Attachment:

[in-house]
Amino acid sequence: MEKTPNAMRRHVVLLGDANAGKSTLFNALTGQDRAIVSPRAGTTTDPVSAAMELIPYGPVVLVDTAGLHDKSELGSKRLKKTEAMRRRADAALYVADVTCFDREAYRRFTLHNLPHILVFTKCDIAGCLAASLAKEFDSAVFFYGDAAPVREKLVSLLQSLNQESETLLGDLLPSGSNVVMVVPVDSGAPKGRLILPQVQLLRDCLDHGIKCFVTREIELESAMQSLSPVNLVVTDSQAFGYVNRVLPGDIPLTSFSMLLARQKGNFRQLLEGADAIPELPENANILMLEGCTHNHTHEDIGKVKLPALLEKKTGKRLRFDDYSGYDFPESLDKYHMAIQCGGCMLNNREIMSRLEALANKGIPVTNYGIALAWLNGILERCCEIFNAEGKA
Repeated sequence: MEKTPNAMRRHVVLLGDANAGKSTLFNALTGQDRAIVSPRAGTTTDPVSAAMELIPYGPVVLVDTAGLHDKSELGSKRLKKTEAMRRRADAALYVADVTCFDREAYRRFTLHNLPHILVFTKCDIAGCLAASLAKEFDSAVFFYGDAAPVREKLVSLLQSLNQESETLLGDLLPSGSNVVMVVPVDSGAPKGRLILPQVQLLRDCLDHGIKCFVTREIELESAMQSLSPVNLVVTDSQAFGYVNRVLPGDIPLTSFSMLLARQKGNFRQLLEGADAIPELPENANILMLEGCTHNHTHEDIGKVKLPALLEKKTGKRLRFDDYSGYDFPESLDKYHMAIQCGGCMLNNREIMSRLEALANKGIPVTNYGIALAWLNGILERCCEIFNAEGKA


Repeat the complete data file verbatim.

[in-house]
Amino acid sequence: MEKTPNAMRRHVVLLGDANAGKSTLFNALTGQDRAIVSPRAGTTTDPVSAAMELIPYGPVVLVDTAGLHDKSELGSKRLKKTEAMRRRADAALYVADVTCFDREAYRRFTLHNLPHILVFTKCDIAGCLAASLAKEFDSAVFFYGDAAPVREKLVSLLQSLNQESETLLGDLLPSGSNVVMVVPVDSGAPKGRLILPQVQLLRDCLDHGIKCFVTREIELESAMQSLSPVNLVVTDSQAFGYVNRVLPGDIPLTSFSMLLARQKGNFRQLLEGADAIPELPENANILMLEGCTHNHTHEDIGKVKLPALLEKKTGKRLRFDDYSGYDFPESLDKYHMAIQCGGCMLNNREIMSRLEALANKGIPVTNYGIALAWLNGILERCCEIFNAEGKA
Repeated sequence: MEKTPNAMRRHVVLLGDANAGKSTLFNALTGQDRAIVSPRAGTTTDPVSAAMELIPYGPVVLVDTAGLHDKSELGSKRLKKTEAMRRRADAALYVADVTCFDREAYRRFTLHNLPHILVFTKCDIAGCLAASLAKEFDSAVFFYGDAAPVREKLVSLLQSLNQESETLLGDLLPSGSNVVMVVPVDSGAPKGRLILPQVQLLRDCLDHGIKCFVTREIELESAMQSLSPVNLVVTDSQAFGYVNRVLPGDIPLTSFSMLLARQKGNFRQLLEGADAIPELPENANILMLEGCTHNHTHEDIGKVKLPALLEKKTGKRLRFDDYSGYDFPESLDKYHMAIQCGGCMLNNREIMSRLEALANKGIPVTNYGIALAWLNGILERCCEIFNAEGKA